In his Histories, Tacitus relates the account of divination rites at the famous Temple of Venus at Paphos; according to traditional tales, this temple was founded by King Aerias, but others say Cinyras consecrated the temple, which was built right on the spot where the goddess had first stepped on the land after her birth from the sea. The divination practices at the temple are said to have been introduced by Tamiras of Cilicia. The office of priesthood became hereditary in the families of both Cinyras and Tamiras, but the descendants of the latter were eventually displaced by those of the former; in the times of Tacitus, only the priest of Cinyras' line was consulted. The footnotes to this story also state that Cinyras is "Another mythical king of Cyprus. Hesychius calls him a son of Apollo, and Ovid makes him the father of Adonis."
The city Cinyreia on Cyprus was believed to have taken its name from Cinyras.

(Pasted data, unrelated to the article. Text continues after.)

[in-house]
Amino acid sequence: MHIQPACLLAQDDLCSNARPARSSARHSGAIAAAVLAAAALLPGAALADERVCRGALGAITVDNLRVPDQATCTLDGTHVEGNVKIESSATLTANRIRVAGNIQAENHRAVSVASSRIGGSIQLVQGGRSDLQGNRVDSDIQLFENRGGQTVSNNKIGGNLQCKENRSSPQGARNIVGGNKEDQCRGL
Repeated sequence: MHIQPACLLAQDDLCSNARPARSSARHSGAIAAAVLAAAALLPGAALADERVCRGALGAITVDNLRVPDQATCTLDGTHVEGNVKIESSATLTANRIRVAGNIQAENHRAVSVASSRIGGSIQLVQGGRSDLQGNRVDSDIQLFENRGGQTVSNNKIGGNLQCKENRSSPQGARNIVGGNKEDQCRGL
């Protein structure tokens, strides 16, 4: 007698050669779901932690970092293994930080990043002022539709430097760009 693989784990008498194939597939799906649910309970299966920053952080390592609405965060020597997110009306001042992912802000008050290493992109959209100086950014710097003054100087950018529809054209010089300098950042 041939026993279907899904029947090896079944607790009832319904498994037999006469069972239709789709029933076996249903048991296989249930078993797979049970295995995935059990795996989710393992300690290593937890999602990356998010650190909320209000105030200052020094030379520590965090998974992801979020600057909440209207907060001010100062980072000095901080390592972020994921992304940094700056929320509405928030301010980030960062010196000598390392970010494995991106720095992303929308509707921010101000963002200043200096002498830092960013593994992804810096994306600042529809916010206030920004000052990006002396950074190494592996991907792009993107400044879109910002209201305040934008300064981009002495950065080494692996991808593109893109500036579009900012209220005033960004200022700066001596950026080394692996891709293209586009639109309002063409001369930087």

- Brown, John Pairman (1965). "Kothar, Kinyras, and Kythereia". Journal of Semitic Studies. 10: 197–219.
- Albright, William Foxwell (1968). Yahweh and the Gods and Canaan. London: School of Oriental and African Studies. pp. 136, 280–84.
- Iliad, 11. 20-23
- Eustathius on Iliad p. 87; cf. also scholia on the same passage
- Pythian Ode 2, lines 15-17 with scholia
- So does Plato in Laws, 660e: ".... though he be richer even “than Cinyras or Midas,” if he be unjust, he is a wretched man and lives a miserable life"
- Hyginus, Fabulae, 270
- Hesychius of Alexandria, s. v. Kinyras; also scholia on Theocritus, Idyll 1. 109
- Hyginus, Fabulae, 58, 242, 275
- Scholia on Pindar, Pythian Ode 2. 28
- Pseudo-Apollodorus, Bibliotheca, Epitome of Book 4, 3. 9
- Ovid, Metamorphoses, 10. 294 - 559 & 708 - 739 Myrrha.
- Hyginus, Fabulae, 242
- Apollodorus, Bibliotheca, 3. 14. 4; Antoninus Liberalis, Metamorphoses, 34
- Hyginus, Fabulae, 58
- Pseudo-Apollodorus, Bibliotheca, 3. 14. 3; 3. 9. 1 for Laodice
- Stephanus of Byzantium, s. v. Amathous
- Stephanus of Byzantium s. vv. Kypros, Kourion, Marion
- Pausanias, Description of Greece, 1. 3. 2
- Servius on Aeneid, 1. 619 - 621
- Tzetzes on Lycophron, 450
- Tacitus, Histories, 2. 3
- Nonnus, Dionysiaca, 13. 451